With goods consumption significantly up and services consumption down, there was significant pressure on supply chains to deliver. Flexport Research has tracked and forecasted this ratio of goods to services with its Post-Covid Indicator. Over the last year, goods and services have shown some signs of rebalancing; services consumption grew by 2.8% while durables grew 2.0% and nondurables fell 1.4%.
This rebalancing could also be seen in price pressures. In March of this year, goods prices had risen 10.6% from the year before and services prices had risen only 4.8%. In the latest report, goods prices had risen 7.2% and services prices were up 5.4%.
While goods consumption levels have dipped from their peaks, they are nowhere near pre-shock levels. In October 2022, nondurable goods consumption was up 10.9% from February 2020 level; durable goods consumption was up 27.6%. In fact, over the last three months, durables consumption grew by 2.6%; nondurables by 1.4%; and services by 0.8%.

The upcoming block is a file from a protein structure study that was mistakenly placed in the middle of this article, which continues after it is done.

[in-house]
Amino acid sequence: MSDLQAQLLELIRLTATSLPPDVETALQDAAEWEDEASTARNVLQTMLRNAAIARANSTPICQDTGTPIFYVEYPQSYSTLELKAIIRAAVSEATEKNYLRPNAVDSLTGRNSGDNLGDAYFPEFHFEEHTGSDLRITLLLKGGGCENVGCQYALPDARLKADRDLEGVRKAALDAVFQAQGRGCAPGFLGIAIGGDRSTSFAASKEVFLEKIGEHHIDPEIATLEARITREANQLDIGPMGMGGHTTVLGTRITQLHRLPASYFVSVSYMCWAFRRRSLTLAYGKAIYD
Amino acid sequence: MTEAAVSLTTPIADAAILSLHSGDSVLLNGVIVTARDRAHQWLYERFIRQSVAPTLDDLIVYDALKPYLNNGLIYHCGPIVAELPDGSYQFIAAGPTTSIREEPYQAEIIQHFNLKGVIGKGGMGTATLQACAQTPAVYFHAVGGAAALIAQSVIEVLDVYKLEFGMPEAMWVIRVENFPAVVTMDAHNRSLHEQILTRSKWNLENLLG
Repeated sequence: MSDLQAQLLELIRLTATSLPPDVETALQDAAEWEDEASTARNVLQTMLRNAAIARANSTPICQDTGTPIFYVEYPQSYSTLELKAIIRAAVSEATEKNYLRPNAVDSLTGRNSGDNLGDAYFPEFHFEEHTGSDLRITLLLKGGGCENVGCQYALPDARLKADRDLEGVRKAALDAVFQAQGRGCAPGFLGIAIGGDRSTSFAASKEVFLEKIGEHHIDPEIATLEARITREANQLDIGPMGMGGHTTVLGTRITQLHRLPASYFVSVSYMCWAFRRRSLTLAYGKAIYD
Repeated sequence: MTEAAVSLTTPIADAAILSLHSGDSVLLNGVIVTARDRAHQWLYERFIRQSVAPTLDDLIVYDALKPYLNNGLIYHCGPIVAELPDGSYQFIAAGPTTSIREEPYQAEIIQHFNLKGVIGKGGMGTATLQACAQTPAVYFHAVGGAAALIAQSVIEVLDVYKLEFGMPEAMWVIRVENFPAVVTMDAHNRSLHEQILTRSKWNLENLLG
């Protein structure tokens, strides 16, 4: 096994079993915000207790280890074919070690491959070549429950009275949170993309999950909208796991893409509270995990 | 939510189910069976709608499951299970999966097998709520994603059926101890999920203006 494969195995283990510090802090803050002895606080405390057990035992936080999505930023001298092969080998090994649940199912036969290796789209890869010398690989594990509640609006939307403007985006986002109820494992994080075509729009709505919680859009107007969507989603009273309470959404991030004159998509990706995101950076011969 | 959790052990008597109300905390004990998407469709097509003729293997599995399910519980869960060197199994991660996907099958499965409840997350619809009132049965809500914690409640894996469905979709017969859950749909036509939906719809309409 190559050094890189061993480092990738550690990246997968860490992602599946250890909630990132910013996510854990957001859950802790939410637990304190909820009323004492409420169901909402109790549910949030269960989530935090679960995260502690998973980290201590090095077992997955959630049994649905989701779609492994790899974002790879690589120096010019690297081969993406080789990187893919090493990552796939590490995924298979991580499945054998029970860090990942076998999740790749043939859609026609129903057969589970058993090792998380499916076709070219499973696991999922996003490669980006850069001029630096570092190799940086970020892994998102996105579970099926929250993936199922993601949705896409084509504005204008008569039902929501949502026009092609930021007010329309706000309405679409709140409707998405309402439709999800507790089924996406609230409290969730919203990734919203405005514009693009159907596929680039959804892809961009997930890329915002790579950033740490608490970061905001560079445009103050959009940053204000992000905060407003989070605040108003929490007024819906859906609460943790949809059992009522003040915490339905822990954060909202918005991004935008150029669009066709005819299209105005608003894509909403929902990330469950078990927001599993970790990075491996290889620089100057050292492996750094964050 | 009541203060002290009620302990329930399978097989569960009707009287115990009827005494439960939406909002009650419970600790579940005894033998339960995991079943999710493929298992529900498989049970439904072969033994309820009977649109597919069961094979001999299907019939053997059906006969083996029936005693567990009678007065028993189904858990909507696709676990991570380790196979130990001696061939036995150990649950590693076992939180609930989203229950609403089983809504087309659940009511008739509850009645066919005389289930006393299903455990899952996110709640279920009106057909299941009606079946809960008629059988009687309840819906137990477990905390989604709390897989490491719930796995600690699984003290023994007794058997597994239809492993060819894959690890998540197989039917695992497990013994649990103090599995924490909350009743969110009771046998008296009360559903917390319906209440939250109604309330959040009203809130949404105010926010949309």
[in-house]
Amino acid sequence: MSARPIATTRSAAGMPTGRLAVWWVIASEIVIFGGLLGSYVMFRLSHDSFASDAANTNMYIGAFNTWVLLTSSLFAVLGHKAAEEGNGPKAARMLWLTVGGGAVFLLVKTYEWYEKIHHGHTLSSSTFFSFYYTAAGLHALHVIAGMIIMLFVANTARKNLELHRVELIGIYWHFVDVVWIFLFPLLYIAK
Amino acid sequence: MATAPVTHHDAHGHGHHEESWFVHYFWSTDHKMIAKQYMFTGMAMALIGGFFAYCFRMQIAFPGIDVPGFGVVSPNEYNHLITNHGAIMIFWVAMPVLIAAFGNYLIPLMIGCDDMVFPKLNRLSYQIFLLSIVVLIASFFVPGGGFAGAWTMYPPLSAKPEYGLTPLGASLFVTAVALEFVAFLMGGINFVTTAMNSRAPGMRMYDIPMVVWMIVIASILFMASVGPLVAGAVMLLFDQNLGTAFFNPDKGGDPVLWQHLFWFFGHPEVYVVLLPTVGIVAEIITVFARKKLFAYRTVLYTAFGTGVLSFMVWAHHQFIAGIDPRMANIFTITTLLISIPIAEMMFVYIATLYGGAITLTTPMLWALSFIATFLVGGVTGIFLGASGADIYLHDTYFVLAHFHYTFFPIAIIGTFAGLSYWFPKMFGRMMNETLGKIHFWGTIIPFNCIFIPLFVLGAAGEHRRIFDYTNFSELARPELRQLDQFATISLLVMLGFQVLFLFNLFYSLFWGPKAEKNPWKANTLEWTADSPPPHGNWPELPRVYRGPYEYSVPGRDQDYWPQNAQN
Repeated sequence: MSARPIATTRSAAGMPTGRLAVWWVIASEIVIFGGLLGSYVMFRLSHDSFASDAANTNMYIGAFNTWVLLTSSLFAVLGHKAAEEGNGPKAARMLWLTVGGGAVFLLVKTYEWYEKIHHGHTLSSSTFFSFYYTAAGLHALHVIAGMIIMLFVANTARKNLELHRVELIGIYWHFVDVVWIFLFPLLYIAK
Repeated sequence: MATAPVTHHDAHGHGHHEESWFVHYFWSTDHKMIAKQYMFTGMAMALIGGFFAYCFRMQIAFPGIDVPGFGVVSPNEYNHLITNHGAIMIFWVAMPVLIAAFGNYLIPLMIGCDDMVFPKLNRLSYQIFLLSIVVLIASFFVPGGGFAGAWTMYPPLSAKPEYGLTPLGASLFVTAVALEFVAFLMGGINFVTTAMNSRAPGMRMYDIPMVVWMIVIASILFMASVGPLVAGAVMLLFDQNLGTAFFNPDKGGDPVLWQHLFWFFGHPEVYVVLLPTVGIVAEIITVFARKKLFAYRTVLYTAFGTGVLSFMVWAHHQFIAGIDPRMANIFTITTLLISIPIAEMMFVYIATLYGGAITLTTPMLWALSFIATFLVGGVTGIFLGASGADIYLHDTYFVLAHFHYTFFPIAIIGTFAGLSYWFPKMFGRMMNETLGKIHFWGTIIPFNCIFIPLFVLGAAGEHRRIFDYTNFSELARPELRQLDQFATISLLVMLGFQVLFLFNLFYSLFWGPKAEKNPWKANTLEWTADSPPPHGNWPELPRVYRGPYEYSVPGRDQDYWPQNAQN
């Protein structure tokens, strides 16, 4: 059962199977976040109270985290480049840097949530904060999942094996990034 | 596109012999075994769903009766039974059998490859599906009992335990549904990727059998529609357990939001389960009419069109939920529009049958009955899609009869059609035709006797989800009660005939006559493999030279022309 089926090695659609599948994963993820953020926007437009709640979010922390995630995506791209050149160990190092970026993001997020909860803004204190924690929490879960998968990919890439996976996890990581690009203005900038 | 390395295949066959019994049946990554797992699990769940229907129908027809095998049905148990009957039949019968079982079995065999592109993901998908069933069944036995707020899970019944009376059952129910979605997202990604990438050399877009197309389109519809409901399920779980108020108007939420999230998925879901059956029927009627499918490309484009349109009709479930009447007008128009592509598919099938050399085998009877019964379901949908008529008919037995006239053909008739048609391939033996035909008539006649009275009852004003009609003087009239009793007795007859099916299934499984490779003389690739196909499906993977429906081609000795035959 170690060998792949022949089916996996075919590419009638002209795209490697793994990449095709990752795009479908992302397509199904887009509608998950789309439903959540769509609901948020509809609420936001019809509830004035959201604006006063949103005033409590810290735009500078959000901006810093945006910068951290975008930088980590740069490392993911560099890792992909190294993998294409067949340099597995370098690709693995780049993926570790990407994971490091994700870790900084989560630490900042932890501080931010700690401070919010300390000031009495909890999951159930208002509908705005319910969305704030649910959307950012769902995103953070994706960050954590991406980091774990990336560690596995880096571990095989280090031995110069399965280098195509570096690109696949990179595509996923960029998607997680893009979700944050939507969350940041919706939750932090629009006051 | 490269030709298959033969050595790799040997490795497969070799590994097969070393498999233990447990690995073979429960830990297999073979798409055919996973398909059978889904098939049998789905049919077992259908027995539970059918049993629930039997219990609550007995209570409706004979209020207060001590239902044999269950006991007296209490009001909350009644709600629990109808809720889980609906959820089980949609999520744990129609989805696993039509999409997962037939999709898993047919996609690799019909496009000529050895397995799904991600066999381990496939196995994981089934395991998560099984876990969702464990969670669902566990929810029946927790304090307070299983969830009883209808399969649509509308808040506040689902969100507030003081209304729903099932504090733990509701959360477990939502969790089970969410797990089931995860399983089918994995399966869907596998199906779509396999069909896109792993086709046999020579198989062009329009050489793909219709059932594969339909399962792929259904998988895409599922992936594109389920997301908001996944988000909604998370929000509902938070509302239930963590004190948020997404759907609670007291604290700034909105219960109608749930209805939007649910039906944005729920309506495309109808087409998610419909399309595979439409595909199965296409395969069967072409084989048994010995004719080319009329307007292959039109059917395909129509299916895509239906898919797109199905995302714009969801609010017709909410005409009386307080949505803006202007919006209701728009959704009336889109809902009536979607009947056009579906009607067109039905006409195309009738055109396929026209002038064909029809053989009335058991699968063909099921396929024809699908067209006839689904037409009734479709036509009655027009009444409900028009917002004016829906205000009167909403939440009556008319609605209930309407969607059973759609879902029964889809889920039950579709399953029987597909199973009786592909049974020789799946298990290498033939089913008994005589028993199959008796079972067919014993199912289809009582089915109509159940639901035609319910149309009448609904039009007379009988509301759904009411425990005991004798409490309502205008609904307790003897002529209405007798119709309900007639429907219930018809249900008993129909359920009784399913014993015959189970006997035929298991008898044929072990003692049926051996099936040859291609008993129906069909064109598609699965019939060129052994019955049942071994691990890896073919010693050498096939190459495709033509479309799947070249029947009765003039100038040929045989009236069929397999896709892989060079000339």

If the US economy is pulling back, it’s not yet showing up in consumption numbers.
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Latest Flexport Metrics & Research
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The US job market remained strong in November. In BLS data, the unemployment rate remained at 3.7%; it has been in a 3.5%-3.7% range since March. There were 263K net new jobs, roughly in line with the average of the past three months. Labor force participation was largely unchanged.
- Average hourly earnings rose by 5.1% over the past 12 months.
The Federal Reserve’s preferred inflation gauge showed continued strong price increases. The Personal Consumption Expenditure deflator, excluding food and energy, increased by 5.0% in the 12 months to October. While that was a dip from 5.2% in September, the figure has bounced between 4.7% and 5.2% since April. The smoother Trimmed Mean PCE figure held steady at 4.7%. All these figures are well above the Fed’s 2% target.
Euro Area Inflation was 10.0% in November, down from 10.6% in October. The rate excluding volatile food and energy prices rose from 6.4% to 6.6%, a new recent high.